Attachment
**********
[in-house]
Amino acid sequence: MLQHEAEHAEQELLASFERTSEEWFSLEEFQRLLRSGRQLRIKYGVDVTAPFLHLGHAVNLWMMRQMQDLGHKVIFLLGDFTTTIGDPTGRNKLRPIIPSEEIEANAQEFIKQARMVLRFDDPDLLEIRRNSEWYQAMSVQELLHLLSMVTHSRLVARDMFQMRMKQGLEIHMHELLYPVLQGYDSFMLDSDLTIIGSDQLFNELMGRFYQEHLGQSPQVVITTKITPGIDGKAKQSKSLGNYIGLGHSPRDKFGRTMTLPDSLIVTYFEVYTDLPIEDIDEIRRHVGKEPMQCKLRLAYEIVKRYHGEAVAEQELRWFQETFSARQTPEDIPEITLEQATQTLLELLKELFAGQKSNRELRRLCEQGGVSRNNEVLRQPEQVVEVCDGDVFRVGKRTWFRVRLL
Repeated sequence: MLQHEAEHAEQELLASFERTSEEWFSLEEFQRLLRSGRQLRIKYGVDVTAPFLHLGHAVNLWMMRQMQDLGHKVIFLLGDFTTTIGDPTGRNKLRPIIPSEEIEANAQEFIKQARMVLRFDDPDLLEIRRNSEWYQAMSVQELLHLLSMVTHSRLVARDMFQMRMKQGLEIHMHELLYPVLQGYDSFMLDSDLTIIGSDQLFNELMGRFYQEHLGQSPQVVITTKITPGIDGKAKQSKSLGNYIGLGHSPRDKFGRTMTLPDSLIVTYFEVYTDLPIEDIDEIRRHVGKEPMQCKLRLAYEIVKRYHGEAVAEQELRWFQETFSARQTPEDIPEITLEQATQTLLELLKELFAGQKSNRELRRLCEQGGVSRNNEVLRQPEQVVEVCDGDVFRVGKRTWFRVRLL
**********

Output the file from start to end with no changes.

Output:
[in-house]
Amino acid sequence: MLQHEAEHAEQELLASFERTSEEWFSLEEFQRLLRSGRQLRIKYGVDVTAPFLHLGHAVNLWMMRQMQDLGHKVIFLLGDFTTTIGDPTGRNKLRPIIPSEEIEANAQEFIKQARMVLRFDDPDLLEIRRNSEWYQAMSVQELLHLLSMVTHSRLVARDMFQMRMKQGLEIHMHELLYPVLQGYDSFMLDSDLTIIGSDQLFNELMGRFYQEHLGQSPQVVITTKITPGIDGKAKQSKSLGNYIGLGHSPRDKFGRTMTLPDSLIVTYFEVYTDLPIEDIDEIRRHVGKEPMQCKLRLAYEIVKRYHGEAVAEQELRWFQETFSARQTPEDIPEITLEQATQTLLELLKELFAGQKSNRELRRLCEQGGVSRNNEVLRQPEQVVEVCDGDVFRVGKRTWFRVRLL
Repeated sequence: MLQHEAEHAEQELLASFERTSEEWFSLEEFQRLLRSGRQLRIKYGVDVTAPFLHLGHAVNLWMMRQMQDLGHKVIFLLGDFTTTIGDPTGRNKLRPIIPSEEIEANAQEFIKQARMVLRFDDPDLLEIRRNSEWYQAMSVQELLHLLSMVTHSRLVARDMFQMRMKQGLEIHMHELLYPVLQGYDSFMLDSDLTIIGSDQLFNELMGRFYQEHLGQSPQVVITTKITPGIDGKAKQSKSLGNYIGLGHSPRDKFGRTMTLPDSLIVTYFEVYTDLPIEDIDEIRRHVGKEPMQCKLRLAYEIVKRYHGEAVAEQELRWFQETFSARQTPEDIPEITLEQATQTLLELLKELFAGQKSNRELRRLCEQGGVSRNNEVLRQPEQVVEVCDGDVFRVGKRTWFRVRLL